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Date: Mon, 26 Sep 2011 09:05:21 -0600
From: Vincent Danen <>
Cc: Rasmus Lerdorf <>, Zeev Suraski <>,
        "" <>,
        Stas Malyshev <>
Subject: Re: Re: CVE request: is_a() function may allow
 arbitrary code execution in PHP 5.3.7/5.3.8

* [2011-09-25 19:22:19 +0200] Pierre Joye wrote:

>On Sun, Sep 25, 2011 at 6:38 PM, Rasmus Lerdorf <> wrote:
>> So
>> are we talking about the tiny number of people who have explicitly
>> enabled allow_url_include and are running the code with this bad autoloader?
>Yes, and that's why it is a very very minor problem. However it was
>not happening before the code change. The few cases where the class
>names&co have been sanitize before and the developer did not think
>about cases like the one describe in the blog post. I think it is even
>more rare combination, but it was not happening before our change.

Thanks for all the discussion around this.

Pierre has it right... prior to the change, whether it was intended or
not, documented or not, PHP did things a certain way and users could
(for better or worse) rely on a certain behaviour to do "the right
thing" (right in the context of their application, even if it is wrong
in the context of writing good PHP code).  5.3.7 changed that, which
left applications that used this "feature" in a vulnerable state.

It's unfortunate for everyone that PHP gets so many CVEs assigned to it
for trivial little things.  I look at every CVE assigned for safemode
or open_basedir bypass flaws... technically speaking, I would never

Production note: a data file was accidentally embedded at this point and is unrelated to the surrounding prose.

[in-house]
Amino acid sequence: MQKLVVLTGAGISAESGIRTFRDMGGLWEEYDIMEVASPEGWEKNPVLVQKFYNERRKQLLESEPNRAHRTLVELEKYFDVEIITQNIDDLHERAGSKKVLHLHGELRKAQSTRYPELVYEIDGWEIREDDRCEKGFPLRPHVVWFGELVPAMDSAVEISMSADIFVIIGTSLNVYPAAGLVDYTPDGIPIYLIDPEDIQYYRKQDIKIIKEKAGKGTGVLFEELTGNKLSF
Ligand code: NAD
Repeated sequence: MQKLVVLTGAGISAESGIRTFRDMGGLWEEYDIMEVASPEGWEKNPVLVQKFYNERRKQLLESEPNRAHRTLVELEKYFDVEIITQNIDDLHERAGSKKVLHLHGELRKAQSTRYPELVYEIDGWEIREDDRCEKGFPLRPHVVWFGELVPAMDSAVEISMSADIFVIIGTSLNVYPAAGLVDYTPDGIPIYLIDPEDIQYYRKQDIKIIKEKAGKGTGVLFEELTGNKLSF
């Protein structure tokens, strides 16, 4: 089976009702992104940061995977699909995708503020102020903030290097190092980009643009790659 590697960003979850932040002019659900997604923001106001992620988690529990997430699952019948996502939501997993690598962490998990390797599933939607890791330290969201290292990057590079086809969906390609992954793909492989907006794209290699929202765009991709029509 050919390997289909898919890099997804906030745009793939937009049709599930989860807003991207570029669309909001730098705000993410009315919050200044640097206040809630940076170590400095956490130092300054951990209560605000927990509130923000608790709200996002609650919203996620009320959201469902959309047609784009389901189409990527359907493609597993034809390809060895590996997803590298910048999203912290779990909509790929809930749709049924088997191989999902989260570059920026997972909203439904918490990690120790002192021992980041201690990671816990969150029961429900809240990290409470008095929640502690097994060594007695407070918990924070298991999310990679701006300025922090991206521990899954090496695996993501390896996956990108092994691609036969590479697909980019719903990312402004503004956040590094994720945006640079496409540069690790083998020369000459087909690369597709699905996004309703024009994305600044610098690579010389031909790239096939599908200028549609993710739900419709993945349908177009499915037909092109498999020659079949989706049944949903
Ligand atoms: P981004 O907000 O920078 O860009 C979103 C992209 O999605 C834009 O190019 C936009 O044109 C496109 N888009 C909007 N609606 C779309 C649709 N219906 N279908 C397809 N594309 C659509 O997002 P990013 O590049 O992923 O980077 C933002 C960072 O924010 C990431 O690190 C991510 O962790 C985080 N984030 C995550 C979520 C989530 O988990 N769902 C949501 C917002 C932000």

consider those to be flaws because those functions are not meant to be
sandboxing features or high security features, as outlined on PHP's
page, however they do get CVEs assigned.

Even though PHP does not consider those features to be security
protection features, CVEs are still assigned.  You would expect that
most people would not rely on those features as security features, which
means those "bypass" flaws should never really affect people in a
security context, but the sad reality is that they do.  CVE does not
distinguish between good programming habits or bad ones.  Flaws like
this, that are only exposed due to bad programming in applications,
still end up with CVEs assigned at the language level.

I don't think those CVEs reflect poorly on PHP -- I think most people
who know PHP, realize that people do dumb stuff and that a language like
PHP makes it easier to do dumb stuff.

In this case, I think this particular issue is more worthy of a CVE than
the open_basedir/safemode-related CVEs (and there are _lots_ of those).


Vincent Danen / Red Hat Security Response Team 

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